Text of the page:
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German Climatologist Rebukes Green Alarmists


The green movement has long had a penchant for conflating science with policy—that is, justifying their policy ideas with words like “scientific consensus” and labeling opponents as “anti-science.” This appeal to scientific authority, mixed with a “sky is falling” alarmism, has helped them pushed through ill-conceived green policies that all to often end in disaster. Years of the fear-mongering routine have eroded the movement’s credibility to the point where people’s reflexive disdain for environmentalists is becoming a serious problem.

In Germany, one climate scientist would like to see his colleagues regain some discipline and humility. The Schleswig-Holstein Zeitung has the interview with climatologist Hans von Storch (translated by Via Meadia‘s resident Germanophile):

One can think of many people in the 20th Century who believed that they needed to create a better world, and assumed that they were in possession of a higher truth. In our case, some [climate scientists] believe that this privilege absolves them of the need to respect their academic qualifications….

I do not think that’s the majority of climate scientists act this way. But there are some particularly visible climate researchers who push this attitude. Their voices are heard because they correspond to the zeitgeist. In Denmark, where I am currently, I observe no such thing….

The relationship between the people and the climate discussion needs to be changed. We need efficient instead of symbolic measures. An example: Fracking in America has led to a significant reduction of U.S. CO2 emissions, because people are burning gas instead of coal, so an effective bridge technology is being used. In Germany, however, this measure isalmost unanimously rejected — apparently the reduction of CO2 is only considered “good” under certain conditions.

We know the earth is warming, though the fiddly bits surrounding that fact (questions about how quickly the warming is happening, how high sea levels will rise, and so on) are a lot less certain. By immediately jumping to the worst-case scenario predicted by climate models—models that are struggling to explain a recent plateau in warming—greens don’t just harm themselves by alienating people from their cause. They also preclude a lot of the incremental policy solutions that are actually workable, like energy efficiency measures and a transition from coal to natural gas.

Alarmism is counter-productive. It’s refreshing to see a climate scientist acknowledge that.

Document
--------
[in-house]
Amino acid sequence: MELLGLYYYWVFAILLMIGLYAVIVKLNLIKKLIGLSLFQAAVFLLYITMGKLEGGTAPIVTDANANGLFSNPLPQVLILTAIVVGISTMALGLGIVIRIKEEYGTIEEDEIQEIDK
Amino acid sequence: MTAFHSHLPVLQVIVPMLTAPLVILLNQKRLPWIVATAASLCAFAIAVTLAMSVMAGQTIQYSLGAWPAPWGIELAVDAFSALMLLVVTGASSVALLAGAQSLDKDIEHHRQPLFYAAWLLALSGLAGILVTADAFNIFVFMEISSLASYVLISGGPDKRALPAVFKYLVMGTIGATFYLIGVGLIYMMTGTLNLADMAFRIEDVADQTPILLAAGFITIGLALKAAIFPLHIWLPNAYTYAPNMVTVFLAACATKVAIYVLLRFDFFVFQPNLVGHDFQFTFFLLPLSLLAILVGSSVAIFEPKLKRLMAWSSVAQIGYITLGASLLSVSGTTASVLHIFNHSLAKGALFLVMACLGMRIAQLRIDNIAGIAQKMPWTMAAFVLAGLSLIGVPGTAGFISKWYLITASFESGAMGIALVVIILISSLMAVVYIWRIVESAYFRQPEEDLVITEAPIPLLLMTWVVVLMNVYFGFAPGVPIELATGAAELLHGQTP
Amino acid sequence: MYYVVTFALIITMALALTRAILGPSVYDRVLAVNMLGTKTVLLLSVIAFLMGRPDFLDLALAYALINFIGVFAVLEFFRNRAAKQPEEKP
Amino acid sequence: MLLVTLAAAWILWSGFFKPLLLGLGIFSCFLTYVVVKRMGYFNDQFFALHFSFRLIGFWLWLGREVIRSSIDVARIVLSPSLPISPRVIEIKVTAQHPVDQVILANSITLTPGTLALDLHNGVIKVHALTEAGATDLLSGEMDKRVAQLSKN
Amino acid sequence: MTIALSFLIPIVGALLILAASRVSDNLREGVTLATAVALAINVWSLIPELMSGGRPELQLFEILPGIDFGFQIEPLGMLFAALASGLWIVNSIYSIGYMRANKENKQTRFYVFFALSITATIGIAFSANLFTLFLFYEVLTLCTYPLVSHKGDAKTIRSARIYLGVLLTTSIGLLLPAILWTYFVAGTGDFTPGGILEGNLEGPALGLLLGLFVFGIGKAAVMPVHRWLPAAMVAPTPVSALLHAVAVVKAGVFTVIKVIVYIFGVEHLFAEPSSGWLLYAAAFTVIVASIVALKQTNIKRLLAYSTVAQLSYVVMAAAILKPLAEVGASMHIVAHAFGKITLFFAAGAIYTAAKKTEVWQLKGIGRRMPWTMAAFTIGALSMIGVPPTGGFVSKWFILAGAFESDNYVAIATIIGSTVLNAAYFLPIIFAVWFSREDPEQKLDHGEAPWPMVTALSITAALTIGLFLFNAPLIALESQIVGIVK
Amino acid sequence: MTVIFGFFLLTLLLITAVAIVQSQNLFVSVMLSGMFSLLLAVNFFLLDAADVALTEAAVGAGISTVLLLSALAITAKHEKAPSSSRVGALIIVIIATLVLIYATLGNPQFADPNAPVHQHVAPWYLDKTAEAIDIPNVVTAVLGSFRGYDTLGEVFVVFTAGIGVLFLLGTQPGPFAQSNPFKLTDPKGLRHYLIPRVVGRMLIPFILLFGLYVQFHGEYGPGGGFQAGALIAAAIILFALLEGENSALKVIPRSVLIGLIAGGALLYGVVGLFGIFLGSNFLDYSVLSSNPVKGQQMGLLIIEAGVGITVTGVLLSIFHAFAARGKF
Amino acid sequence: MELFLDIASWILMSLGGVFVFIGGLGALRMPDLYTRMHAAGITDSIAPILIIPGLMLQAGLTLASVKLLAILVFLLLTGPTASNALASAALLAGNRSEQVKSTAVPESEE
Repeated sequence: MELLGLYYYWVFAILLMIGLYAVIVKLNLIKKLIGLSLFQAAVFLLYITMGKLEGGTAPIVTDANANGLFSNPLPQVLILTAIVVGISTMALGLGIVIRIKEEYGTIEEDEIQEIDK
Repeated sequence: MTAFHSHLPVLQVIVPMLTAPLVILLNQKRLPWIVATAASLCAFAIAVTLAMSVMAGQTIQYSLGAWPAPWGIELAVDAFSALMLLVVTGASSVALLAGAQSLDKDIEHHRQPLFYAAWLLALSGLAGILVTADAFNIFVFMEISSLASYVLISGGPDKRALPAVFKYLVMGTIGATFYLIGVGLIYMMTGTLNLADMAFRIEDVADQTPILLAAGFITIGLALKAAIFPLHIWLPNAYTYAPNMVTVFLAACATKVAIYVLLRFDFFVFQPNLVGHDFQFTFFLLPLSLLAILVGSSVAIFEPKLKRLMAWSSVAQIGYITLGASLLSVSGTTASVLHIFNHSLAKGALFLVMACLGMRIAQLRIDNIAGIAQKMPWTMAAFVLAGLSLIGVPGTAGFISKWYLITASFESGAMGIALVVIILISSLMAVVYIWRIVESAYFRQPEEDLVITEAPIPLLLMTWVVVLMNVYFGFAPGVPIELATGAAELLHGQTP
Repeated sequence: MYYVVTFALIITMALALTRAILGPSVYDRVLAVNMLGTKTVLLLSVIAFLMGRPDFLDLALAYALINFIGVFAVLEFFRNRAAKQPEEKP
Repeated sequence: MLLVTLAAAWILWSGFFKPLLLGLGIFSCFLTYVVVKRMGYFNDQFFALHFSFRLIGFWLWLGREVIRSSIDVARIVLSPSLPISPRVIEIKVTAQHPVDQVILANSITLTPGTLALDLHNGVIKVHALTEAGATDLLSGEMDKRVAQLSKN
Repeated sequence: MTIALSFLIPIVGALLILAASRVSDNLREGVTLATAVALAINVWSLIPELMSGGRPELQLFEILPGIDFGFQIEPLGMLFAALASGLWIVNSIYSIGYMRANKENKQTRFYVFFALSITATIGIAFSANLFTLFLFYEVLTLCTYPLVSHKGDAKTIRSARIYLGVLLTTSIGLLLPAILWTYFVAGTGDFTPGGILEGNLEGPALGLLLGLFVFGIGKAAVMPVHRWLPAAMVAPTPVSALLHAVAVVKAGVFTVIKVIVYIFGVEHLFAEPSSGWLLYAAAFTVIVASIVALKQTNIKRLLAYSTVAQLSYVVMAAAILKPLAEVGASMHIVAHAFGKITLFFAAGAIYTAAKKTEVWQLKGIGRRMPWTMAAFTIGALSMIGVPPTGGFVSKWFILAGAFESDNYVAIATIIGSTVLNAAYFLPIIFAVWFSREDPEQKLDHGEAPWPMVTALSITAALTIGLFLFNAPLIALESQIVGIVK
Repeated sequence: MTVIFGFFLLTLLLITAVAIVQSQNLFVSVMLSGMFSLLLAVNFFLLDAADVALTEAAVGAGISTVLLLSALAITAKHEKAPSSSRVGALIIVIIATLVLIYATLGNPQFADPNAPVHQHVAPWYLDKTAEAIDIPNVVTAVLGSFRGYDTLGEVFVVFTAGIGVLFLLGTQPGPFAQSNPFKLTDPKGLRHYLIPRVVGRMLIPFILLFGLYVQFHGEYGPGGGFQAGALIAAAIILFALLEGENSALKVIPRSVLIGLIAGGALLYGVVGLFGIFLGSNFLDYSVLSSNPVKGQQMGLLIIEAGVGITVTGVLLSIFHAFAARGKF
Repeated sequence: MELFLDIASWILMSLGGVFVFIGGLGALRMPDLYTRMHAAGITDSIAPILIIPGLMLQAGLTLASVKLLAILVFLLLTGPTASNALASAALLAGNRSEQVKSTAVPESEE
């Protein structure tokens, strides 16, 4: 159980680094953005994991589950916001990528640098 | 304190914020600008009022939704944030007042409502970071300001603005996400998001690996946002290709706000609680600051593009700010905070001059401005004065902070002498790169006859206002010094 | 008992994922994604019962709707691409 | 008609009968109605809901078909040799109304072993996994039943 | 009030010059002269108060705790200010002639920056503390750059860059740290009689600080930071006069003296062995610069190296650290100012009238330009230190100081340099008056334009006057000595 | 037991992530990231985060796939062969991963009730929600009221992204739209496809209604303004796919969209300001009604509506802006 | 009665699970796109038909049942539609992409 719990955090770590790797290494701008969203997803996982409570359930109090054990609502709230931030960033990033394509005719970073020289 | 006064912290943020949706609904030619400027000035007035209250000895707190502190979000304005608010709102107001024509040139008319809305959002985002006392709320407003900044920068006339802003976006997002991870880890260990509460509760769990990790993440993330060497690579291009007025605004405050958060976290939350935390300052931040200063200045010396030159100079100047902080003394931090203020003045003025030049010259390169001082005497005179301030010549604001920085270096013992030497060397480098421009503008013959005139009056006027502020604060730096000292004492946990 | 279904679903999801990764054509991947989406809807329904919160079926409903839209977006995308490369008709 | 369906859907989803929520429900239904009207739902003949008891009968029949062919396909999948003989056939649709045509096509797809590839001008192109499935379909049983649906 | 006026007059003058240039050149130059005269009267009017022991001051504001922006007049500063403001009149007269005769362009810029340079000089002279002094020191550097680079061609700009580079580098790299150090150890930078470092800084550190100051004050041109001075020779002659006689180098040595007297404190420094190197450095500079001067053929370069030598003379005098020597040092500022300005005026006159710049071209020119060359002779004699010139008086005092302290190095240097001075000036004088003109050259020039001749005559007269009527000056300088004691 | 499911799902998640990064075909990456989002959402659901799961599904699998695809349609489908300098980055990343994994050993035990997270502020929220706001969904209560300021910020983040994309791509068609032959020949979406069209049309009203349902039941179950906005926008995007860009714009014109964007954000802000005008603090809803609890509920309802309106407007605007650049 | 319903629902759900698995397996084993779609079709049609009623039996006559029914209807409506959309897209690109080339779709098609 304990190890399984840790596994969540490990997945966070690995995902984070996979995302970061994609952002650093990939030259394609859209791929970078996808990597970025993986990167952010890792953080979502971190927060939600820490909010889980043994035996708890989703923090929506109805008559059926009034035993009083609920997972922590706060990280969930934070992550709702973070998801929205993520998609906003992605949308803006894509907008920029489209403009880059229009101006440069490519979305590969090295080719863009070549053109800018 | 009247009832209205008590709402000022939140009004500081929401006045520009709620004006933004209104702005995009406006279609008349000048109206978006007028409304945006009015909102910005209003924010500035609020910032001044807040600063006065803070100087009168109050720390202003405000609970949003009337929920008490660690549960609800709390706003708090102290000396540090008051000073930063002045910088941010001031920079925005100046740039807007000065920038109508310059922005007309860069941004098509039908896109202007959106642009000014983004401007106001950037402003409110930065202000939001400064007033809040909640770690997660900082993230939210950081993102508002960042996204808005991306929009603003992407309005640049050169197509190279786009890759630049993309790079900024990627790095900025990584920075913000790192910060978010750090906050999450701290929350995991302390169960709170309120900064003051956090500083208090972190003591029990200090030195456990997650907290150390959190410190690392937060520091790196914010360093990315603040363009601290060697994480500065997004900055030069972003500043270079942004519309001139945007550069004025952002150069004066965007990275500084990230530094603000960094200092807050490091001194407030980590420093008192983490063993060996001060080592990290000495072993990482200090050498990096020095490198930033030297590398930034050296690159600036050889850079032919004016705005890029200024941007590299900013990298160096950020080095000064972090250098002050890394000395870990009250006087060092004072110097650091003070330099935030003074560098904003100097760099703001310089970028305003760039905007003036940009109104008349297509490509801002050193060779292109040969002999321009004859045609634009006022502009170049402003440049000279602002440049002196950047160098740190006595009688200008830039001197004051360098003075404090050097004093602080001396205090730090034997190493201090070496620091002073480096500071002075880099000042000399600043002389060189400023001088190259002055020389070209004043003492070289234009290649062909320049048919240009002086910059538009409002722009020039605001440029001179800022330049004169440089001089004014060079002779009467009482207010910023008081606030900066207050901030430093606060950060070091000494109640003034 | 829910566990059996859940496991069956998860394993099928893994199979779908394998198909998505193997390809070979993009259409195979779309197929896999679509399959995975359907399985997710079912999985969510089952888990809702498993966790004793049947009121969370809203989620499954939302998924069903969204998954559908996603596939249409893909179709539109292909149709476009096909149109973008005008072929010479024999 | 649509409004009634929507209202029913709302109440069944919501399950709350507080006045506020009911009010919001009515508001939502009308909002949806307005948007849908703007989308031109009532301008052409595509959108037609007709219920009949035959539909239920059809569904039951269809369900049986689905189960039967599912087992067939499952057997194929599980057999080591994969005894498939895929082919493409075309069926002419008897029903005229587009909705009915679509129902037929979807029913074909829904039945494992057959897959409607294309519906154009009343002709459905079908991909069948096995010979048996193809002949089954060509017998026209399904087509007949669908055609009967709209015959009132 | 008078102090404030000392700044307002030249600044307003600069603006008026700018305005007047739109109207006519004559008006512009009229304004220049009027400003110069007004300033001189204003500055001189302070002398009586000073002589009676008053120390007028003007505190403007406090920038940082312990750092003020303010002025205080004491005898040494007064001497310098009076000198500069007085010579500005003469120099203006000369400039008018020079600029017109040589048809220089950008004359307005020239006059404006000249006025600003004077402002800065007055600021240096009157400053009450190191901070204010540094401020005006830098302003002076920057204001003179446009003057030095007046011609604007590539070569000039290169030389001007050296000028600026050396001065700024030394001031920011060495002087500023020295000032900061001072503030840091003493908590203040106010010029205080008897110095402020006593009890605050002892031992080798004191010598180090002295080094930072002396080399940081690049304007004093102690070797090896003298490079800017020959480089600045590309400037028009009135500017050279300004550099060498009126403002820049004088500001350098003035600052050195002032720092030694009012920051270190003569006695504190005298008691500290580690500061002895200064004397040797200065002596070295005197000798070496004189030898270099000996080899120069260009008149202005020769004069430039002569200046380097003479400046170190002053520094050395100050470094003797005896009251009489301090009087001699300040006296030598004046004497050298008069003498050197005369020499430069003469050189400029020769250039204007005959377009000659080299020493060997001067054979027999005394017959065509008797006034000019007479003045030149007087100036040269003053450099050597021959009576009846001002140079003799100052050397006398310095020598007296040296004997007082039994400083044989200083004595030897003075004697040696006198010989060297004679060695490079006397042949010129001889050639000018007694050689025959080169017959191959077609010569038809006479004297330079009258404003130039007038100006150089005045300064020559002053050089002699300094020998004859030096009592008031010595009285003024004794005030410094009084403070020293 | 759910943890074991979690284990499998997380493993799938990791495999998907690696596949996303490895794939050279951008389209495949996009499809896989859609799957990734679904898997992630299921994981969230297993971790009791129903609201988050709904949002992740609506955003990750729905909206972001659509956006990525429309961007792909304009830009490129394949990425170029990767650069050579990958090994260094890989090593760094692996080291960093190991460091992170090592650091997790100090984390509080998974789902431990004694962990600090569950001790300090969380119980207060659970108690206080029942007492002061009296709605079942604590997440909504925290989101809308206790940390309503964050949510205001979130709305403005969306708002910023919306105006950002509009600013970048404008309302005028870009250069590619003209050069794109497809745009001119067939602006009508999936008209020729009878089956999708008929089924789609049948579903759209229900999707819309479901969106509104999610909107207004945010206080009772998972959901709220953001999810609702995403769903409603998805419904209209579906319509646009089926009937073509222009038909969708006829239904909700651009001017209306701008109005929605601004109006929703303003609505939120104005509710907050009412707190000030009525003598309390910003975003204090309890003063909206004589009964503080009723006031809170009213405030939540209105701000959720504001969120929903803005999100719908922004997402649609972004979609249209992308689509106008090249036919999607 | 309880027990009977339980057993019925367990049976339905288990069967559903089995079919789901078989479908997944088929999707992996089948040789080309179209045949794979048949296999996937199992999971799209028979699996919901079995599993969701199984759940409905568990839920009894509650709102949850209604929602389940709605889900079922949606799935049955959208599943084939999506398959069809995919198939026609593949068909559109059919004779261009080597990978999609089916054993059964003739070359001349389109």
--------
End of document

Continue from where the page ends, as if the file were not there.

[Earth image courtesy of Wikimedia Commons]

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  • tarentius

    We do not know that the earth is warming. The assertion that it is is based on a computer model that is untested. And, even if one accepts the premise that the earth is warming, there are several possible causes for this, only one of which is human activity. It would be irresponsible to radically economic activity based on an unproven assertion.

    • Andrew Allison

      Small correction: The computer models, all of them, have been tested, and failed.

  • Kavanna

    This post is full of hilarious mistakes. Science isn’t about authority; it’s about knowledge. Science doesn’t work by “consensus.” Either something is patently evident, or it isn’t. If it isn’t, further research is needed, although not all conceivable questions can be answered scientifically at any given time.

    What is about authority is politics, and what the climate hysteria is about, is the invasion of science by “correct thinking,” predetermined agendas that come from outside the scientific world. That’s why the hysterics persist in the face of decisive arguments and evidence.

    We don’t “know” the earth is warming. It’s not clear what that means. If temperature trends at various parts of the world are any indication, temperatures on the earth’s surface have been dropping for more than decade, and especially in the last four years.

    We also do know that the earth was a lot warmer in the recent past, like right after the end of the last ice age (hipsithermal period). Parts of the polar regions were *ice-free*.

    To start to see how profoundly corrupt this sort of “political science” is, check out this talk by Richard Lindzen of MIT:

    The lunacy is decisively receding in other countries. But it’s still riding high here.

    Also, check out Lindzen’s recent talk at Cato on “is science progressing” — it’s about a bigger issue, the slowing of scientific progress in the last 30-40 years in a heavily bureaucratic, conformist, and increasingly politicized system of research funding. The US today does not favorably compare with, say, Soviet scientists resisting Lysenkoism. It looks more like what happened at German universities in the 1920s and 30s.

    • qet